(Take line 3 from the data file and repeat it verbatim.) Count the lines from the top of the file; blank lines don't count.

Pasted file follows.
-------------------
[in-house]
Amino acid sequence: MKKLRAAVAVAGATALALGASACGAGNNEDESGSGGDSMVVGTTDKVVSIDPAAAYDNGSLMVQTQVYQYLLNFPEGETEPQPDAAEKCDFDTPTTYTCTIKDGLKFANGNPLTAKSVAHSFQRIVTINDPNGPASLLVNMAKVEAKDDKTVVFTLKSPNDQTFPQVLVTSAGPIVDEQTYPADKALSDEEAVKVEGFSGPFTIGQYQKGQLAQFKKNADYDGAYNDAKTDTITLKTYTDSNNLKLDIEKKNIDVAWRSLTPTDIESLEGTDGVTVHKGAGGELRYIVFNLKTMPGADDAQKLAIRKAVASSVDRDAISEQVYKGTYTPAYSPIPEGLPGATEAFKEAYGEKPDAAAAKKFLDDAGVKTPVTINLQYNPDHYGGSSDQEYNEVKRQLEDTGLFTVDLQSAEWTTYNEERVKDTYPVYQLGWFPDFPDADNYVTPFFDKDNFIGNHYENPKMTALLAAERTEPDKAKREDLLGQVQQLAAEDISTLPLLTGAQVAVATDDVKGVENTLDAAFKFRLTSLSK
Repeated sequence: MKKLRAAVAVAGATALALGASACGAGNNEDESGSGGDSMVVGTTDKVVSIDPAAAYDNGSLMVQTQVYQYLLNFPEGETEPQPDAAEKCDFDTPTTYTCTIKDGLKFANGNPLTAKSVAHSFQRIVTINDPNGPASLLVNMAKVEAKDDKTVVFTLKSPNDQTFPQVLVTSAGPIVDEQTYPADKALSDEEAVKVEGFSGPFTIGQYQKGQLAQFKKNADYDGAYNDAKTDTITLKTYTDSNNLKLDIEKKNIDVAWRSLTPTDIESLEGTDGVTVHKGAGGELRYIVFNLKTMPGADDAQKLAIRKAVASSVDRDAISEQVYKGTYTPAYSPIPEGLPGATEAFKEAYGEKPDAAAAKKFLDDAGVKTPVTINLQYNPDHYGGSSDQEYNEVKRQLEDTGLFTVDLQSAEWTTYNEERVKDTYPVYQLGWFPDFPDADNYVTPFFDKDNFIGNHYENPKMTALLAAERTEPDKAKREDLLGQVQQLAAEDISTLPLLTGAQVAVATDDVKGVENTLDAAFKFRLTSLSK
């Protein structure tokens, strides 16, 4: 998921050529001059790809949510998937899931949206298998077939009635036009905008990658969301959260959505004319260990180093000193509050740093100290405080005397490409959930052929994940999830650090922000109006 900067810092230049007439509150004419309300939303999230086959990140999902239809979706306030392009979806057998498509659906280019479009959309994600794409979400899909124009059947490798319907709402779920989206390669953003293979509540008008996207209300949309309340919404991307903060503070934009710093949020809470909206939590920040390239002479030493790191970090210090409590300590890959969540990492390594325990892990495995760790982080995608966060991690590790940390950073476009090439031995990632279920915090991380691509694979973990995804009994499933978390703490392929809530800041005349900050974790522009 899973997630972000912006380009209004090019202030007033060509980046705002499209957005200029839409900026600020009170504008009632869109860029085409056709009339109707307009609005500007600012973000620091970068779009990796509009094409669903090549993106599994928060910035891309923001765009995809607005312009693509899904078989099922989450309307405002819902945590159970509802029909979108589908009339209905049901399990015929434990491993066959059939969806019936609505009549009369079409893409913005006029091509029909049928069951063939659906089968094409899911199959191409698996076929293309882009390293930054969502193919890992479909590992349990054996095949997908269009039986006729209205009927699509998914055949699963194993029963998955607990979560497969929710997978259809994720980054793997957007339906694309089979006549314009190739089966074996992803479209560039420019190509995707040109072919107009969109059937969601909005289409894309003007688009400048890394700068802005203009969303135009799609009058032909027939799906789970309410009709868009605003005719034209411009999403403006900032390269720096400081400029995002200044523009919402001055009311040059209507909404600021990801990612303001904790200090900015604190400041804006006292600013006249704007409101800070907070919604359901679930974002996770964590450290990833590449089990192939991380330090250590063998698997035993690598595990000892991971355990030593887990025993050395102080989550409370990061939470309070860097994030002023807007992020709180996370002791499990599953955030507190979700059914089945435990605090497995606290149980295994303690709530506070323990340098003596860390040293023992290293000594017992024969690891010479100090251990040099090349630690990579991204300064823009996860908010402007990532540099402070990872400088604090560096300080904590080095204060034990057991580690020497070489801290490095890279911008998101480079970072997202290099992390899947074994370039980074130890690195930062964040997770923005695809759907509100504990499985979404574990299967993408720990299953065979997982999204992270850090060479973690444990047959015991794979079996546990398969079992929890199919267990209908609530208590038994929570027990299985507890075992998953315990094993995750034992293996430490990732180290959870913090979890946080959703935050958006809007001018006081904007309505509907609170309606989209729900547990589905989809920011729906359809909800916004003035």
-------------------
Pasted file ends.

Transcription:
Repeated sequence: MKKLRAAVAVAGATALALGASACGAGNNEDESGSGGDSMVVGTTDKVVSIDPAAAYDNGSLMVQTQVYQYLLNFPEGETEPQPDAAEKCDFDTPTTYTCTIKDGLKFANGNPLTAKSVAHSFQRIVTINDPNGPASLLVNMAKVEAKDDKTVVFTLKSPNDQTFPQVLVTSAGPIVDEQTYPADKALSDEEAVKVEGFSGPFTIGQYQKGQLAQFKKNADYDGAYNDAKTDTITLKTYTDSNNLKLDIEKKNIDVAWRSLTPTDIESLEGTDGVTVHKGAGGELRYIVFNLKTMPGADDAQKLAIRKAVASSVDRDAISEQVYKGTYTPAYSPIPEGLPGATEAFKEAYGEKPDAAAAKKFLDDAGVKTPVTINLQYNPDHYGGSSDQEYNEVKRQLEDTGLFTVDLQSAEWTTYNEERVKDTYPVYQLGWFPDFPDADNYVTPFFDKDNFIGNHYENPKMTALLAAERTEPDKAKREDLLGQVQQLAAEDISTLPLLTGAQVAVATDDVKGVENTLDAAFKFRLTSLSK